Editorial: Inclusive green growth-A A +A
Tuesday, May 15, 2012
A NEW World Bank report disputes repeated claims by government officials that there is just not enough funds for clean growth and that environmental concern is always a barrier to economic growth.
In ‘Inclusive Green Growth: The Pathway to Sustainable Development’ it pointed out that the tendency of poor countries to ‘grow dirty and clean up later’ should be put to an end as this costs more in the long run. It further points out that there is not much collateral cost to ensuring inclusive green growth, just some political will and appropriate growth policies.
While indeed rapid growth is necessary to keep up with the fast growing needs of leapfrogging populations of developing countries like the Philippines, such growth will be unsustainable ‘unless it is both socially inclusive and green’.
The World Bank report defines green as ensuring that the earth’s natural assets are able to adequately provide the resources and environmental services on which humans depend.
There’s a big hurdle that everyone has to face and jump over, however, and that is the mindset of the people, of government, and of those who spur growth.
“Inclusive green growth requires tackling political economy constraints, overcoming deeply entrenched behaviors and social norms, and developing innovative financing instruments to change incentives and promote innovation and thus address the market, policy, and institutional failures that lead to the overuse of natural assets,” the synthesis of the report reads.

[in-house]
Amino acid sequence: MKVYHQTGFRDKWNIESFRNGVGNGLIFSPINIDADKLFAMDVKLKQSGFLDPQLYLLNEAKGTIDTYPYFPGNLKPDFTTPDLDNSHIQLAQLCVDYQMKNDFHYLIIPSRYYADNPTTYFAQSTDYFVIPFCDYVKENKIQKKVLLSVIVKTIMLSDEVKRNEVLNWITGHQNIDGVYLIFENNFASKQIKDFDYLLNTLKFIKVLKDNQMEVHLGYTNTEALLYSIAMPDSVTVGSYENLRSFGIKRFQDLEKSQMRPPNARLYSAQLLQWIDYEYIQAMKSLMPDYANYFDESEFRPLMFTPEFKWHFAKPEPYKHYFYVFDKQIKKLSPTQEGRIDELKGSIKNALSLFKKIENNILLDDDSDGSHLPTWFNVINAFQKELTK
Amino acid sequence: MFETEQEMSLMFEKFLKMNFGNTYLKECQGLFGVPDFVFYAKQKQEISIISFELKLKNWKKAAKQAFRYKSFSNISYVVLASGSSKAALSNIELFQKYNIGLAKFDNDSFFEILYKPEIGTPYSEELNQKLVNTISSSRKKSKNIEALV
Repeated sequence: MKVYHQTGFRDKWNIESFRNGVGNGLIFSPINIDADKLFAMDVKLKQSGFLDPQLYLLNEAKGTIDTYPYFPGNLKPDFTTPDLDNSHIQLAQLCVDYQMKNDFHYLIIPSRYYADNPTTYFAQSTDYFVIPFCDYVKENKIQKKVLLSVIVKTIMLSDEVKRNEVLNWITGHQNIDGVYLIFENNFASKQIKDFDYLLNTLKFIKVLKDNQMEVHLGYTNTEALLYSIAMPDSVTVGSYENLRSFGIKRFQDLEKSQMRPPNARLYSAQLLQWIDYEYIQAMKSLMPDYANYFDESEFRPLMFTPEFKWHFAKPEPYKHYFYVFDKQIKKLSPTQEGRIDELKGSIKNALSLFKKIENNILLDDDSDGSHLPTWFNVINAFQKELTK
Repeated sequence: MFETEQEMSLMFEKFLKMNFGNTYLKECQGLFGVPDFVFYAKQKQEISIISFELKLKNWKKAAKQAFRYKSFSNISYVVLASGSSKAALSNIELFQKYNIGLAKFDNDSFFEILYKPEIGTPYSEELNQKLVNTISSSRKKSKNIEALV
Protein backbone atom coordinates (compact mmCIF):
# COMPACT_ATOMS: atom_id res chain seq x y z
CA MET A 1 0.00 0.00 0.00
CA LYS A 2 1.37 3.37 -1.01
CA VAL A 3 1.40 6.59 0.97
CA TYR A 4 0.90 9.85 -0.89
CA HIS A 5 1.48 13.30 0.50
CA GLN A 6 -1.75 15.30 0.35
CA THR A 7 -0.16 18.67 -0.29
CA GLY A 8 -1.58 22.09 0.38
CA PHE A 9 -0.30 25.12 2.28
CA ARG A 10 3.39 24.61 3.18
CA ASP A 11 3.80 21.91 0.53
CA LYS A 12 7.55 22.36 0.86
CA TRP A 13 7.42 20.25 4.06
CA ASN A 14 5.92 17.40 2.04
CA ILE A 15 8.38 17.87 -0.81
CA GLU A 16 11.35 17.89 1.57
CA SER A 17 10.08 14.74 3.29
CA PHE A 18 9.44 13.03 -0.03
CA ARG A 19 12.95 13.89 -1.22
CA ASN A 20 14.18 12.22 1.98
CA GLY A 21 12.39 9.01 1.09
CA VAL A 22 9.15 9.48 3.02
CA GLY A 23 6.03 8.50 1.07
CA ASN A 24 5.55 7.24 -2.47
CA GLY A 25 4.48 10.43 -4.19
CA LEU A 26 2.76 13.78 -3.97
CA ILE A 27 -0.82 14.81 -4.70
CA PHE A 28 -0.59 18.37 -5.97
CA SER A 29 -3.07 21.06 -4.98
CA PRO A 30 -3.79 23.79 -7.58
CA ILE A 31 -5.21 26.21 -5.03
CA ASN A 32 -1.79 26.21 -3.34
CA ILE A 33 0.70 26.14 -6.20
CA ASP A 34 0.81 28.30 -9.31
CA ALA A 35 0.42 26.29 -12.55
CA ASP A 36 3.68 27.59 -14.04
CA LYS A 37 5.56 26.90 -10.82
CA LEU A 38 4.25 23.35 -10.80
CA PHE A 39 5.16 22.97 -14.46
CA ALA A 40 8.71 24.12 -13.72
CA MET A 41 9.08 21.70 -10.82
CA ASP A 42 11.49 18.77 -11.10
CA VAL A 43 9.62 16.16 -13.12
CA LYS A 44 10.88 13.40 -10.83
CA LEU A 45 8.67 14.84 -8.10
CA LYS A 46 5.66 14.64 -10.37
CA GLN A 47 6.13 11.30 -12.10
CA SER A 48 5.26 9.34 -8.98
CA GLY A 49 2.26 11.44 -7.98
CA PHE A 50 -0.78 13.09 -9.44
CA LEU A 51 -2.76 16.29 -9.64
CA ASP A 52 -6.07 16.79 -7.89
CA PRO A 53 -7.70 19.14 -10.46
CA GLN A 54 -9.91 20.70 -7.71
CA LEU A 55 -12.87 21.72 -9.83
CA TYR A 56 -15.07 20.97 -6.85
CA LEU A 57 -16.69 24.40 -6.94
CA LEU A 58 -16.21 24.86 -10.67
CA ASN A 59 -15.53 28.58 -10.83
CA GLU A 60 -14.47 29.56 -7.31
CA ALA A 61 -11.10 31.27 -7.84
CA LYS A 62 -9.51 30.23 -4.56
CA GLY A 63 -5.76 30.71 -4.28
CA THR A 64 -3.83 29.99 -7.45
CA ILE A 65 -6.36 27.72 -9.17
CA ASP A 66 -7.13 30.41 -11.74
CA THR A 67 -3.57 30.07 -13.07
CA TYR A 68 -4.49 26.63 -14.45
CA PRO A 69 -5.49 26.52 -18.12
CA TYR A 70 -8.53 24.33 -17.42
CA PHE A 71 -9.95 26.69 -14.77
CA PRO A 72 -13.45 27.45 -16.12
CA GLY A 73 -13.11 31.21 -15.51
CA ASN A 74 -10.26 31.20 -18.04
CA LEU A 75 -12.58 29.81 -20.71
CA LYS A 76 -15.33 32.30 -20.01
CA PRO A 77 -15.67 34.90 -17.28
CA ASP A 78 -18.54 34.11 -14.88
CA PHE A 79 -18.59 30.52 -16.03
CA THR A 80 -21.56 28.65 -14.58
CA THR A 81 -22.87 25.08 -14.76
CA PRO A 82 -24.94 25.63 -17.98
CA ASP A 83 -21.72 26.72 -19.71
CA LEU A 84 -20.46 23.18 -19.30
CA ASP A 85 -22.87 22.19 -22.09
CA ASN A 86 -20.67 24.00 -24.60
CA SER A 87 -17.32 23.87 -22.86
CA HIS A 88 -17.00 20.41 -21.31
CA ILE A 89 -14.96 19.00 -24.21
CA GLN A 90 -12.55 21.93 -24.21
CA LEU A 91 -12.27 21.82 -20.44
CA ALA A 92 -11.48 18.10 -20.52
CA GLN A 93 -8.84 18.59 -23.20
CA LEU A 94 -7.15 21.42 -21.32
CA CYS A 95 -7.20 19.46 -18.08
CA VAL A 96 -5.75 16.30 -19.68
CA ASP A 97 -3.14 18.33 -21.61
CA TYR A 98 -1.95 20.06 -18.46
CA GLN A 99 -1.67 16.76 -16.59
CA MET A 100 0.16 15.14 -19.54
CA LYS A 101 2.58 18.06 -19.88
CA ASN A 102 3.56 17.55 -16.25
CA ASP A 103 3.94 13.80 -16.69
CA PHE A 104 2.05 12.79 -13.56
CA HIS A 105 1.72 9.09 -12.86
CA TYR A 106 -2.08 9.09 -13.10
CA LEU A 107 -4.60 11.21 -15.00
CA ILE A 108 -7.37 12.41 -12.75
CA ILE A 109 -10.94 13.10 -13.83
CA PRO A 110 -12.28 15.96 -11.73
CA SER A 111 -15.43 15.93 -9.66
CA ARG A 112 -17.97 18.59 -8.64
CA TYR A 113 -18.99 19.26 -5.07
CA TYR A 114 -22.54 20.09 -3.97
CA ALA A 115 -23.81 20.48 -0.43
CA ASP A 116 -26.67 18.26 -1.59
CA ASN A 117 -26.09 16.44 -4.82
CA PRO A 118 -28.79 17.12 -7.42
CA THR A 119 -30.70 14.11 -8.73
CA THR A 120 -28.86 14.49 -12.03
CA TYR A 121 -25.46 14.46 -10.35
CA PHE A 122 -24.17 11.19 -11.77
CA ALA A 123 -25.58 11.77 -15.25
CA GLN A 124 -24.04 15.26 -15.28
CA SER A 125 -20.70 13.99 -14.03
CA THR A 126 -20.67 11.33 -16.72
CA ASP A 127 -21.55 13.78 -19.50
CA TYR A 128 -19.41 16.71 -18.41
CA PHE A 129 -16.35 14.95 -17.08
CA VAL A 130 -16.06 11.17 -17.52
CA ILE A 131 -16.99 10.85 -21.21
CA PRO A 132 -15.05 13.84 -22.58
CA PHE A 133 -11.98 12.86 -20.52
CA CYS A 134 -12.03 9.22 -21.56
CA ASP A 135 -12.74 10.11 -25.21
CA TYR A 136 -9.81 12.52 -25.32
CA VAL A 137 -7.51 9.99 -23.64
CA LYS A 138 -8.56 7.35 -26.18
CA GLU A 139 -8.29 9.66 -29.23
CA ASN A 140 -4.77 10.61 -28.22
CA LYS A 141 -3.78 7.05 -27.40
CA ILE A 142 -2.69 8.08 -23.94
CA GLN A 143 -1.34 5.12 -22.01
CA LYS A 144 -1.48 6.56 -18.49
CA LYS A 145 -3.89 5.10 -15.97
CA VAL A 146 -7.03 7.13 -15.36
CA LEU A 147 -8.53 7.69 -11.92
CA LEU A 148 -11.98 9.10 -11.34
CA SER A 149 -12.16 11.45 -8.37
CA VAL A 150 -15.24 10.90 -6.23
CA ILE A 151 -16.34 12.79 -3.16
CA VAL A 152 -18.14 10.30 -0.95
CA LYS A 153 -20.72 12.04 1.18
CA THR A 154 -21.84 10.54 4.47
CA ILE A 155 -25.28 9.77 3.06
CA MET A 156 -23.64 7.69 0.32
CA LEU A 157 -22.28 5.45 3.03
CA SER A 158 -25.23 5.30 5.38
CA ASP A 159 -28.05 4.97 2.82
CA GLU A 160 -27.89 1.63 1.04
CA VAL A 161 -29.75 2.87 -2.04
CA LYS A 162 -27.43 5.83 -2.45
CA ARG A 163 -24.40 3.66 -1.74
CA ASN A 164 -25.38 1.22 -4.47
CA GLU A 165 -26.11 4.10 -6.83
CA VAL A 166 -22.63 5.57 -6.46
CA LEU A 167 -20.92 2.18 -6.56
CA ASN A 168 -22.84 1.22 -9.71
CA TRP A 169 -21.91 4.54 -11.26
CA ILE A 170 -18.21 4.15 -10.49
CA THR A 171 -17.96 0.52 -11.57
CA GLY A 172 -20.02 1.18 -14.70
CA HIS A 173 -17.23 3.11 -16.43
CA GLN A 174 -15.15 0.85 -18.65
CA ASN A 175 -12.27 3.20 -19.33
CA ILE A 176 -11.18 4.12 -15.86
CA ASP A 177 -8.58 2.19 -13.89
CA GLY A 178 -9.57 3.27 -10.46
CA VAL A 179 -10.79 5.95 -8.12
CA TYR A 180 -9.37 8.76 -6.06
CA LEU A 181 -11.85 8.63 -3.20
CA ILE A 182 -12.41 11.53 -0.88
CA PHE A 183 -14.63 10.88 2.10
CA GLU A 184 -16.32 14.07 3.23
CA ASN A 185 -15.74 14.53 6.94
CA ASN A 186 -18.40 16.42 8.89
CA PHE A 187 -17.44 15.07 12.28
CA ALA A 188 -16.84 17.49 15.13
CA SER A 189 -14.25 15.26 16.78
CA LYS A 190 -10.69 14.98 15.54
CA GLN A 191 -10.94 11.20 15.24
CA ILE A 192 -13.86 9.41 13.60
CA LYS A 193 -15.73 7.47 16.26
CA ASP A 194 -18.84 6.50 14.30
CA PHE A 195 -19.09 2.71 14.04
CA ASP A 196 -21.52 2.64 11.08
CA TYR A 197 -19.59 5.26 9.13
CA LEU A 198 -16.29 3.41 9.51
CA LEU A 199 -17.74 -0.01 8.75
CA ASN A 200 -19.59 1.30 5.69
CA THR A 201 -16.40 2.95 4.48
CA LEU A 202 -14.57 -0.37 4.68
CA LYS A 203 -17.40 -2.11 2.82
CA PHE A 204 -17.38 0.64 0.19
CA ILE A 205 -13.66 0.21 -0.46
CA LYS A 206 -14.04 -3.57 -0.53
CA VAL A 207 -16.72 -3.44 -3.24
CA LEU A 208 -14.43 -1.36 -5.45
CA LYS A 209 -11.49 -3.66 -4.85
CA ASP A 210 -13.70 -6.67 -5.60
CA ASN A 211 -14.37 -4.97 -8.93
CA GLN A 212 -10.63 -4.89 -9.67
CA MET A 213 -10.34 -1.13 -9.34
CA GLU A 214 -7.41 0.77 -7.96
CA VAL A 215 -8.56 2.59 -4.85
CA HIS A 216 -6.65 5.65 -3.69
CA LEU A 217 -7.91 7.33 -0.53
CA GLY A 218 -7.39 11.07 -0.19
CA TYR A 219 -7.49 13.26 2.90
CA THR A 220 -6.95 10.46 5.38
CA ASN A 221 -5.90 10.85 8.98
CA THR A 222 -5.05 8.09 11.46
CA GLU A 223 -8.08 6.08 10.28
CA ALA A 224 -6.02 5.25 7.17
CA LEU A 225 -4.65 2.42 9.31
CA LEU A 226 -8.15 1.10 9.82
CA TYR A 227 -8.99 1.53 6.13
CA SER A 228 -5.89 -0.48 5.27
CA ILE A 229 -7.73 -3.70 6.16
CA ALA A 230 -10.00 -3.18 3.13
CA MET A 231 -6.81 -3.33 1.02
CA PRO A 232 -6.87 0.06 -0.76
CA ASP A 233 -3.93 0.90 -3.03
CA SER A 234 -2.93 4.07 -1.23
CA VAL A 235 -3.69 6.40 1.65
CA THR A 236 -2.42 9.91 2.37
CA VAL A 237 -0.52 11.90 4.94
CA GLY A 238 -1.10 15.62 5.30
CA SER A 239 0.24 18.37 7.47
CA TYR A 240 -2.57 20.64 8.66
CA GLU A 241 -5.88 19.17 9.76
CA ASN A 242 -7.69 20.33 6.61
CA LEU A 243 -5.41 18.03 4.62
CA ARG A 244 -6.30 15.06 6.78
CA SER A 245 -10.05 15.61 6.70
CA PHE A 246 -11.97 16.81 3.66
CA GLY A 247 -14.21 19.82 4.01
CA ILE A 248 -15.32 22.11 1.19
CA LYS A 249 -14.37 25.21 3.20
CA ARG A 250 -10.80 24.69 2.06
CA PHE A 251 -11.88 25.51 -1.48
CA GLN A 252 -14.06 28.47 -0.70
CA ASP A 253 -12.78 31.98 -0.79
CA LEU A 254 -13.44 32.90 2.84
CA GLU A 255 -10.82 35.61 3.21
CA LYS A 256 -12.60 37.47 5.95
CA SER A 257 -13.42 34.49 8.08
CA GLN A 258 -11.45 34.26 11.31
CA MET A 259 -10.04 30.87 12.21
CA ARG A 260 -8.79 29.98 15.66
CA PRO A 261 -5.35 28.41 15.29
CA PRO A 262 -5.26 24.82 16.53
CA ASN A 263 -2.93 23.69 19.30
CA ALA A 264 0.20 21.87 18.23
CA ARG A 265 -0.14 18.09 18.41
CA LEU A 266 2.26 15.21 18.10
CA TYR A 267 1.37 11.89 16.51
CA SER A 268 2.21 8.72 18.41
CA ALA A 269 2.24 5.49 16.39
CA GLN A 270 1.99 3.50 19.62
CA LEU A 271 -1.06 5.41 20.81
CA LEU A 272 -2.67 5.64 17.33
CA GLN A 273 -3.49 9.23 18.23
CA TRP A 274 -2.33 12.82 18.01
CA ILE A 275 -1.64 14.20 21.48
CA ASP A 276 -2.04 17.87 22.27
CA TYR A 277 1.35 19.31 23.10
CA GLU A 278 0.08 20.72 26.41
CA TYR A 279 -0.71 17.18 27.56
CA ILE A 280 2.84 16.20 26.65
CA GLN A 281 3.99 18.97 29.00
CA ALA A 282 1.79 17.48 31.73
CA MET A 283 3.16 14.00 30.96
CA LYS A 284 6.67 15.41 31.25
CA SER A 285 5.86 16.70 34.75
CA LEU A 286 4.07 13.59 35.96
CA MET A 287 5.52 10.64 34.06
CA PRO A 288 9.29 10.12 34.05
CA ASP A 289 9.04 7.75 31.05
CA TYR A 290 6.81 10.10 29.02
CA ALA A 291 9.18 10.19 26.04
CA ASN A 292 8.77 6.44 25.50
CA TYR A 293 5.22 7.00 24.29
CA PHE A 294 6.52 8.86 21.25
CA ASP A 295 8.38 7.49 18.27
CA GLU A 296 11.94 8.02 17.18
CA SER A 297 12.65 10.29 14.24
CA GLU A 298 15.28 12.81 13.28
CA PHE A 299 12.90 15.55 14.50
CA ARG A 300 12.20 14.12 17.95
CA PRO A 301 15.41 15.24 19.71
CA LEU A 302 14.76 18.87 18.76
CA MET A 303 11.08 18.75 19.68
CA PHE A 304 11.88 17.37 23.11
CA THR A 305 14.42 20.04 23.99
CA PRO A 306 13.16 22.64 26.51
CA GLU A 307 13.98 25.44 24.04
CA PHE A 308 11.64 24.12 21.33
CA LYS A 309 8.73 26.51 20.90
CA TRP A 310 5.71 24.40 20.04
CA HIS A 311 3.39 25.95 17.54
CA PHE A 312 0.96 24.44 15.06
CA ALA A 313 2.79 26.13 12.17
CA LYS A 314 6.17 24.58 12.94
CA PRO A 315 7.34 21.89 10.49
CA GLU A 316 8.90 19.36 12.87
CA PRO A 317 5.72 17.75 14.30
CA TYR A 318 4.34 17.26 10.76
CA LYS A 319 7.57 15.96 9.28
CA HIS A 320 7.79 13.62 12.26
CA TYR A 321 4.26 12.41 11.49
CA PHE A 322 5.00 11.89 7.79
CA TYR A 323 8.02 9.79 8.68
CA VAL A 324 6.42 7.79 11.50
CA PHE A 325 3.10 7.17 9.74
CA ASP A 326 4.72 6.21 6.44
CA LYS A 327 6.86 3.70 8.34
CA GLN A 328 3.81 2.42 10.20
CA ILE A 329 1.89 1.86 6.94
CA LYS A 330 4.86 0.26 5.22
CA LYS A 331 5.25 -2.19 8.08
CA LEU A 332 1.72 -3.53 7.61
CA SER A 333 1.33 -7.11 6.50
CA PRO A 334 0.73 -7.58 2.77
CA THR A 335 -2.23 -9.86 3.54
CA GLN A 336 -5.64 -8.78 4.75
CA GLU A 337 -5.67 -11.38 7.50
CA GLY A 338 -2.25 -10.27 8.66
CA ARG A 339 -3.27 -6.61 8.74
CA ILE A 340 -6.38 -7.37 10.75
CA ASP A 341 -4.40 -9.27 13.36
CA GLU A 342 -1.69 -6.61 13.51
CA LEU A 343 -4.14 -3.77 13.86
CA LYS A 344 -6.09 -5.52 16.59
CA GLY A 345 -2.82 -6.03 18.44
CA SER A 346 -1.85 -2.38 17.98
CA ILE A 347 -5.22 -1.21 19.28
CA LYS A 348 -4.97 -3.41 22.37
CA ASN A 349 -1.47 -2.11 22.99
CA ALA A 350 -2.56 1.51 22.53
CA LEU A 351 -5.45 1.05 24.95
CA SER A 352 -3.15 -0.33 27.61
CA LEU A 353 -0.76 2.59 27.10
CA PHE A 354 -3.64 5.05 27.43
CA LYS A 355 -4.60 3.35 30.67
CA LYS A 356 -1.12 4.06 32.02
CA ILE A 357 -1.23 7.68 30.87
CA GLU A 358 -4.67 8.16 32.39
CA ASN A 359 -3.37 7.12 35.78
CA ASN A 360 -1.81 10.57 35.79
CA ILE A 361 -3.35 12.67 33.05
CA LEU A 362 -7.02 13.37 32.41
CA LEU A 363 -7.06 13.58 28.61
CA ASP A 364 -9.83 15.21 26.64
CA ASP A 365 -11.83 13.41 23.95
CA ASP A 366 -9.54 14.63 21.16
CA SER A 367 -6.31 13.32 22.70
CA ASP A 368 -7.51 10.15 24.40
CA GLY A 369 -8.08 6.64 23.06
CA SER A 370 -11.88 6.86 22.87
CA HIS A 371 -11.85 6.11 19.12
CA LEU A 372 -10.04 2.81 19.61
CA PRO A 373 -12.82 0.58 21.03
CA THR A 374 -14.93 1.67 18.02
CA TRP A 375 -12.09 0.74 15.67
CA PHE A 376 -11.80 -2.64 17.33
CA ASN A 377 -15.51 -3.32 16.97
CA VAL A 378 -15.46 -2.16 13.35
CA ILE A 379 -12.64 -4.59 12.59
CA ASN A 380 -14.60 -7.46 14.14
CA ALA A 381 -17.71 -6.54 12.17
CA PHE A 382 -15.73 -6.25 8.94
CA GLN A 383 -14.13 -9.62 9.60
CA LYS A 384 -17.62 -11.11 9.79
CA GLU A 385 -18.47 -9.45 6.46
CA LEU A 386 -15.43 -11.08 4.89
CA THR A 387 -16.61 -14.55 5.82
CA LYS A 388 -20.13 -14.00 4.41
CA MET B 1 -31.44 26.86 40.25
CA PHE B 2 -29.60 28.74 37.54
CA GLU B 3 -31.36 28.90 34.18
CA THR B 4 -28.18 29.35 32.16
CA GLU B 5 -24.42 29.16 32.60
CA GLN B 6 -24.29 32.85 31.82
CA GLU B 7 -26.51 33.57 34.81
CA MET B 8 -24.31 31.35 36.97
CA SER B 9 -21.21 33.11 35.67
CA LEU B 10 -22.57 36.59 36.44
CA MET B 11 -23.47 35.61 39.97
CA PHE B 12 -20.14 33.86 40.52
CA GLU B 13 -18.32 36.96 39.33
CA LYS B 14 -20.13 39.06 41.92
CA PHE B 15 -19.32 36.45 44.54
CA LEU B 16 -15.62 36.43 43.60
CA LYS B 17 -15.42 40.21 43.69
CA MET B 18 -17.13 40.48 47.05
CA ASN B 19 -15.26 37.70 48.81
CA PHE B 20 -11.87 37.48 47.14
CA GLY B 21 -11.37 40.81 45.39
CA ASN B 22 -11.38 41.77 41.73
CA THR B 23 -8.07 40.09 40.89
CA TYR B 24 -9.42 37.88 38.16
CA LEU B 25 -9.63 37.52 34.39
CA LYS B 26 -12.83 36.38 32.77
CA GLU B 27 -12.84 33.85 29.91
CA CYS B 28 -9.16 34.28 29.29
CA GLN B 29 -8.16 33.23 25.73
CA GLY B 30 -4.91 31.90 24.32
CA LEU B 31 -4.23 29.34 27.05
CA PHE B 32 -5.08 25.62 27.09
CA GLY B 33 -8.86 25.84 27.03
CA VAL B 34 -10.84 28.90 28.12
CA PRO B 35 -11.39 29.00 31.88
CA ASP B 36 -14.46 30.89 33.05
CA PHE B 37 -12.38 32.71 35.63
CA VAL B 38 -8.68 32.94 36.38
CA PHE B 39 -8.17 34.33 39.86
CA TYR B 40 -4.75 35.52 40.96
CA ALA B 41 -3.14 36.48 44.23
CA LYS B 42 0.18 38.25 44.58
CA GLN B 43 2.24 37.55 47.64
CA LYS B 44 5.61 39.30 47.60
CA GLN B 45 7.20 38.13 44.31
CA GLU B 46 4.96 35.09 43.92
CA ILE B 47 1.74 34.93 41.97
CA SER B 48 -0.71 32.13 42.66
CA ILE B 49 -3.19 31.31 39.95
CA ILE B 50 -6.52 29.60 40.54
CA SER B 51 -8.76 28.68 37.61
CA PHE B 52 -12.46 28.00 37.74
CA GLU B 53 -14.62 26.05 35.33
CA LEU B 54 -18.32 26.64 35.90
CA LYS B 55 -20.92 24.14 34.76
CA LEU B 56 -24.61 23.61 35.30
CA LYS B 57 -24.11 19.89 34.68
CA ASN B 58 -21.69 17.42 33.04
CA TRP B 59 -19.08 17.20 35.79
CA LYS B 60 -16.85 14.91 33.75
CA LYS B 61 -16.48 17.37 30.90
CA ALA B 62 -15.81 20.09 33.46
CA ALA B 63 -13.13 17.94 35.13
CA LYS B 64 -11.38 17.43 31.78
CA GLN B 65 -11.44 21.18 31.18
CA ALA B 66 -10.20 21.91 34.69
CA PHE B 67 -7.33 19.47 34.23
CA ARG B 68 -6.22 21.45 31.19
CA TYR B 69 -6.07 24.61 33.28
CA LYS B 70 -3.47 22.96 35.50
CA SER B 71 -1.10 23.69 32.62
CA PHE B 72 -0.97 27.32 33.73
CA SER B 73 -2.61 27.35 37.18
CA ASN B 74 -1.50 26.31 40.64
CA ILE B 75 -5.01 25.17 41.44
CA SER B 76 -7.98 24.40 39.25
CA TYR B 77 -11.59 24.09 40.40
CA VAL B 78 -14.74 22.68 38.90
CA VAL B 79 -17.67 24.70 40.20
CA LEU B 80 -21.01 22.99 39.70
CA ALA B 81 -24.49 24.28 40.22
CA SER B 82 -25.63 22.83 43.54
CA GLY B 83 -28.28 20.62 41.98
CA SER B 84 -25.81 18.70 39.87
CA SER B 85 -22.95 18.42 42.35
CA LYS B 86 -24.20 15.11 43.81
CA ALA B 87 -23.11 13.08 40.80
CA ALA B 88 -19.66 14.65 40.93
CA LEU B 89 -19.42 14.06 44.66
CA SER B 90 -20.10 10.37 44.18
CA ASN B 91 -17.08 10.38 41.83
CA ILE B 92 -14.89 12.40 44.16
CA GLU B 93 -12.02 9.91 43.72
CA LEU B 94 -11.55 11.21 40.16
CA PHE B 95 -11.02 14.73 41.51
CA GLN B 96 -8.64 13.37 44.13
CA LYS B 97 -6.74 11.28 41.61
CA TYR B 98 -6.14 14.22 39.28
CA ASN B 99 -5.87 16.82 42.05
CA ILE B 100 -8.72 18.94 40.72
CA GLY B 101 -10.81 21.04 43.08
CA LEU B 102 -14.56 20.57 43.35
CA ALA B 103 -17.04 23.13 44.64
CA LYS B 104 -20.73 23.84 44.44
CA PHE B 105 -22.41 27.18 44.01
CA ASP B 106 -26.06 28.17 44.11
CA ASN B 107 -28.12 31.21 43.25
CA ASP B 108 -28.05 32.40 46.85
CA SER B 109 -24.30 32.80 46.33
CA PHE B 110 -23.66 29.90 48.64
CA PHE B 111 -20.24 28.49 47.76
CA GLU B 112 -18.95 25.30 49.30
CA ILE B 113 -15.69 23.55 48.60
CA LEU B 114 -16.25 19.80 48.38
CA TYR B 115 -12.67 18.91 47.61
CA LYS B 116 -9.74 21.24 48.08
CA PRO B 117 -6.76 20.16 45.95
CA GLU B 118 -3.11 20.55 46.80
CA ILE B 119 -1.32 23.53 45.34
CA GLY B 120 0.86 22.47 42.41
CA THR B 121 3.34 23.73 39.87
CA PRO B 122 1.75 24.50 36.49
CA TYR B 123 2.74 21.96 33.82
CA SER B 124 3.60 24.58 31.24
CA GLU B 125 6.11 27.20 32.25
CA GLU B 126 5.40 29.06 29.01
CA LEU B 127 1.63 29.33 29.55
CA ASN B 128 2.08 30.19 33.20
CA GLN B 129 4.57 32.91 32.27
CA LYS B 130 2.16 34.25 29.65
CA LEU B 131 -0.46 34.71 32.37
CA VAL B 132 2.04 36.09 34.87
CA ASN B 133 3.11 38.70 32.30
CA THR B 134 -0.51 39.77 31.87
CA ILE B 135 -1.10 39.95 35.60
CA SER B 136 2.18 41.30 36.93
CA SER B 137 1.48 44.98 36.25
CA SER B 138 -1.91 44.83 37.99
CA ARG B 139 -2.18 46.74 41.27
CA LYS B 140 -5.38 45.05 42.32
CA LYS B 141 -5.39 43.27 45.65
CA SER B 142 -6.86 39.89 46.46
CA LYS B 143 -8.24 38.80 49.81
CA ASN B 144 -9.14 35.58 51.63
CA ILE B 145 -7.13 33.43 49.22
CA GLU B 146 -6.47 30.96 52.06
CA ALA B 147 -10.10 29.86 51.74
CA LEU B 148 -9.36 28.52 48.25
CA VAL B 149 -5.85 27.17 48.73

The key is the next five to ten years vision of each government and people because continuing as they are in another decade will lock their paths to unsustainable growth and irreversible environmental damage, the report warned. But governments and economists may not be looking at what they should be keeping their eyes on as past mindsets dictate growth indicator is the gross domestic product or GDP. Conventional growth measures are no longer enough to ensure sustainability.
“National accounting indicators like GDP only measure short-term economic growth, whereas indicators like comprehensive wealth, including natural capital, help us determine if growth is sustainable in the long run,” it said.
Having said this, the report recommends a three-pronged approach to an inclusive green growth. These are:
Prong 1: Tailor national inclusive green growth strategies to a country’s circumstances, with an emphasis on maximizing local and immediate benefits and avoiding lock-in. Optimal solutions will differ across countries with varying degrees of institutional capacity, transparency, accountability, and civil society capacity.
Prong 2: Promote efficient and sustainable decision-making by policymakers, consumers, and the private sector. The use of pollution charges and other market-based instruments are important because they help incentivize efficiency and spur innovation. An array of complementary approaches will be needed to nudge individuals toward better behaviors and to unleash the power of the private sector. Critically, while we are still far from accurate pricing for ecosystem services, they are clearly valuable. Natural assets should be systematically incorporated into national accounts. The UN Statistical Commission adopted the System of Environmental and Economic Accounting as an international standard in February 2012, providing a broadly agreed methodology. Neglecting natural capital, like neglecting human and physical capital, is bad economics and bad for growth.
Prong 3: Meet up-front capital needs with innovative financing tools. Given the scarcity of fiscal resources, governments and multilateral financial institutions must work urgently to increase the role of the private sector in green investment. Private-public partnerships are crucial, as is increasing access to financing for small and medium enterprises.
We can just wonder what government can say about this given their continued push for the mining industry and the lease of valuable agricultural lands for foreign corporate plantations.
Published in the Sun.Star Davao newspaper on May 16, 2012.